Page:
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Posterior superior iliac spine

Recommended video: Bony pelvis [27:56]
Overview of the bony pelvis.

The posterior superior iliac spine (PSIS) is a bony projection of the ilium, located at the posterior end of the iliac crest, which spans between it and the anterior superior iliac spine (ASIS). Unlike the ASIS, the PSIS is not as easily palpable, however it is often represented superficially by a dimple (of Venus) above the medial gluteal region, located approximately 4cm lateral to the spinous process of the second sacral vertebra

The PSIS serves as an attachment point for the multifidus muscle, as well as the posterior sacroiliac and sacrotuberous ligaments.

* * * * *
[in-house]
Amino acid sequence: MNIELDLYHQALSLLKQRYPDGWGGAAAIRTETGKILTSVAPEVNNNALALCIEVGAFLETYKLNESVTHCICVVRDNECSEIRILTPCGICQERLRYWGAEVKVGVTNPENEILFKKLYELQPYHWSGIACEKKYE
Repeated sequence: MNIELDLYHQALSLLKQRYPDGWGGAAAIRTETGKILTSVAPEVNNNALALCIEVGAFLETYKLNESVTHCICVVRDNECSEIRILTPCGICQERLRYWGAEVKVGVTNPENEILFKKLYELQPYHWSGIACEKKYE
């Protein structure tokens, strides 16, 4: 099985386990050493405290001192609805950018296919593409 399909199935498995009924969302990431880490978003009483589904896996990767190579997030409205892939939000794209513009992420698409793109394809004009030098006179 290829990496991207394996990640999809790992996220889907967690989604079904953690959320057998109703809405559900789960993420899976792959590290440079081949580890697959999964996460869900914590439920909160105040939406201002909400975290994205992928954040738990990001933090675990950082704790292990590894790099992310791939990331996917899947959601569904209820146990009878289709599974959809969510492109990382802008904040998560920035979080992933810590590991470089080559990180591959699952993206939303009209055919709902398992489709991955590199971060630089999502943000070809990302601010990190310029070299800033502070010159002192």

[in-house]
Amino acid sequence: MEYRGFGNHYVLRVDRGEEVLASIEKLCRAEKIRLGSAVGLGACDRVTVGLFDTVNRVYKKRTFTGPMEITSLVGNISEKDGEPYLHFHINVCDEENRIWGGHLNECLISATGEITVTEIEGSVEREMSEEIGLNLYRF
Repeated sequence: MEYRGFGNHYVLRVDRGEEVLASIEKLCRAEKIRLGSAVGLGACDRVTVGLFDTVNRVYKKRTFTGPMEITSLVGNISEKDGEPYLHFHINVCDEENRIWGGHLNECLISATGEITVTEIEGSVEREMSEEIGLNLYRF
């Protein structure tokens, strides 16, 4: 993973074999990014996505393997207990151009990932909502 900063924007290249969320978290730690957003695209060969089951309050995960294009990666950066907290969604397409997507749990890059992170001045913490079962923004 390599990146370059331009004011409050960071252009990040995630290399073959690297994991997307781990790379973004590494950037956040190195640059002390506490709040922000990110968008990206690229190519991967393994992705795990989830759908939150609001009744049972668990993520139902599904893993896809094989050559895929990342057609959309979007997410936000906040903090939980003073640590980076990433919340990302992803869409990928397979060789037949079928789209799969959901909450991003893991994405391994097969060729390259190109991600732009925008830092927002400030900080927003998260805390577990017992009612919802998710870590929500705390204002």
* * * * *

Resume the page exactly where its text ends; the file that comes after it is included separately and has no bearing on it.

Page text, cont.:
Terminology English: Posterior superior iliac spine
Latin: Spina iliaca posterior superior
Definition Bony prominence of the ilium, marking the posterior end of the iliac crest
Function Attachment for the multifidus muscle and the posterior sacroiliac and sacrotuberous ligaments 

Learn more about the bony pelvis with this study unit (and article):

Posterior superior iliac spine: want to learn more about it?

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